Young people can make Lent full of joyful hope

By Eric Gallagher

Eric Gallagher

I’m sitting down to write this column shortly after attending the funeral of Bailey Lauret, a 24-year-old son of our diocese who was serving as a FOCUS missionary in Memphis, Tennessee. He died suddenly as a result of a pulmonary embolism. The funeral was a profound moment for me as I prayed with hundreds of others, many of whom traveled from around the country to be there, in order to enter into, or rather celebrate, the death of Bailey.

Many reading this may have encountered Bailey through his service at D-Camps in the summer, as he served around the diocese as a Totus Tuus missionary, or maybe as he discerned the priesthood as a seminarian. Anyone who met Bailey would be able to immediately identify him for the “life” that he had. But where did he find this life? How could Bailey live his life so abundantly and with so much joy?

Having gotten to know Bailey and being able to walk with him through a summer of Totus Tuus, I can attest that Bailey was so full of life because he found his life in Christ. Our Catholic faith tells us that by losing our life, we will find life.

“For whoever would save his life will lose it, and whoever loses his life for my sake will find it.” (Matthew 16:25)

In a sense, during this season of Lent we are called to suffer and die as well. Why? So we can truly live!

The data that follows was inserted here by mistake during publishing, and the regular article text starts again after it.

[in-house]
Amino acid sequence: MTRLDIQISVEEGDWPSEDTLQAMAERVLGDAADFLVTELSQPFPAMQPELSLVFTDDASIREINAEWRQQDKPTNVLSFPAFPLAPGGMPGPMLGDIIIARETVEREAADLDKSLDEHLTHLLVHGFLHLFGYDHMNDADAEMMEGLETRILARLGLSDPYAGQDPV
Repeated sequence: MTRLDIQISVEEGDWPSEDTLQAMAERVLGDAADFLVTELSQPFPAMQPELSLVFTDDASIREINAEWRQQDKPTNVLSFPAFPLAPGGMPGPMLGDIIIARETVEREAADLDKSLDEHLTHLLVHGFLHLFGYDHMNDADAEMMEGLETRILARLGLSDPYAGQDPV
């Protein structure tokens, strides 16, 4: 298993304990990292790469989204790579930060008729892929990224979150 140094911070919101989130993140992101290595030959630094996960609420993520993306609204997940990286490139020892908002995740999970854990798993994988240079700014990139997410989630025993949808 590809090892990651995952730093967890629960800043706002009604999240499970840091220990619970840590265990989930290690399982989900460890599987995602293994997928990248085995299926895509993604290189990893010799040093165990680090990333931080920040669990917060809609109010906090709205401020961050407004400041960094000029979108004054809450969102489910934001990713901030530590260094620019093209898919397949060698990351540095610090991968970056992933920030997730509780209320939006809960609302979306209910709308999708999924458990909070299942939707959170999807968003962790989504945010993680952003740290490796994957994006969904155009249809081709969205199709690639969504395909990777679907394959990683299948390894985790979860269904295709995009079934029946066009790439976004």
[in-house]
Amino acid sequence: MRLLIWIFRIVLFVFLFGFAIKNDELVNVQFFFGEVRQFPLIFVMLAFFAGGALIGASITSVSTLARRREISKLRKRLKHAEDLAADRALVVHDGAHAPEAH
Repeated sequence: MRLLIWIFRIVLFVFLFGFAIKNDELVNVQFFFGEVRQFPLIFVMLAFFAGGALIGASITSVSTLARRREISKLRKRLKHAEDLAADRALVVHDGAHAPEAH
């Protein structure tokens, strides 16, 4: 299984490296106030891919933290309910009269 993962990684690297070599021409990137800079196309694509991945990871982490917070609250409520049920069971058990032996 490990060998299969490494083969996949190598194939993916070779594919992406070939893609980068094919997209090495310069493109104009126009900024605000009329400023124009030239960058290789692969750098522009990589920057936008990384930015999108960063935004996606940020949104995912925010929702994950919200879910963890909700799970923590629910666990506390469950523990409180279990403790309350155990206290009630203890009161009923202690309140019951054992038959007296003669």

During Lent we are given an incredible opportunity to enter into the suffering of Jesus Christ. It is one of the most profound and intimate ways we can be with Christ and follow Him in discipleship. I wanted to offer a few ideas specifically for young adults on how you might enter more deeply into this Lenten season.

For young people, at this point in your life your vocation is to be a student, a son/daughter, a friend, etc. Consider ways you can “suffer” in order to live out your vocation better during this Lent. Maybe this means giving up technology with the intent of being more present to your parents. Consider staying home on a Friday night and instead spending time with your younger siblings. Perhaps you could commit to going to bed earlier so you can be more present at school or commit to not griping about your teachers or professors. All of these examples are ways of “suffering” in order that you can “live” more present in the life that God has called you to.

It is also important to consider how you will pray during Lent. For a high school student, it can be incredibly challenging to find some extra time in your day, but there is time. Maybe it’s waking up 15 minutes earlier each day or finding an hour each week to go pray at your church. Also, consider ways you can give up certain things in order to make room for others. I love listening to podcasts when I’m in the car, but during Lent I’ve grown to appreciate just spending time in silent prayer.

As you prepare for Lent, start looking around at the options available to you (ask your pastor or church leader for ideas) and “suffer” something in your life in order to gain the growth and life that will come from it.

The week of Bailey’s passing and his funeral was no doubt incredibly challenging and sorrowful for me and for so many. But, what seemed so right and good to me in being at Bailey’s funeral was I experienced a taste of the life that is gained through death. It was incredibly profound to see so many who had been affected and changed by Bailey’s witness of a life in Jesus Christ. Those who knew Bailey knew Christ through him. Bailey spent his days striving to “die,” striving to enter into the life of Christ so that he might truly gain life, the gift of eternity with God.

During this time of Lent, let us rejoice through suffering with a joyful hope and anticipation of the life that is to come.

Eric Gallagher is the director of Youth Discipleship and Evangelization for the Diocese of Sioux Falls.